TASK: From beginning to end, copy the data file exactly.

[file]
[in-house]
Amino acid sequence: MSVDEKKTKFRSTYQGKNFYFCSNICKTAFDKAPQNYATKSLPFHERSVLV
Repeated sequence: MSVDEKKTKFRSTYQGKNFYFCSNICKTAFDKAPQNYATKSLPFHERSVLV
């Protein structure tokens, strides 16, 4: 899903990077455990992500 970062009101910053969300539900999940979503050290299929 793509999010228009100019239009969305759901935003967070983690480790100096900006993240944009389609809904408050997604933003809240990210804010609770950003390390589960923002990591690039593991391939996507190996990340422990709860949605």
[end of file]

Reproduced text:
[in-house]
Amino acid sequence: MSVDEKKTKFRSTYQGKNFYFCSNICKTAFDKAPQNYATKSLPFHERSVLV
Repeated sequence: MSVDEKKTKFRSTYQGKNFYFCSNICKTAFDKAPQNYATKSLPFHERSVLV
């Protein structure tokens, strides 16, 4: 899903990077455990992500 970062009101910053969300539900999940979503050290299929 793509999010228009100019239009969305759901935003967070983690480790100096900006993240944009389609809904408050997604933003809240990210804010609770950003390390589960923002990591690039593991391939996507190996990340422990709860949605």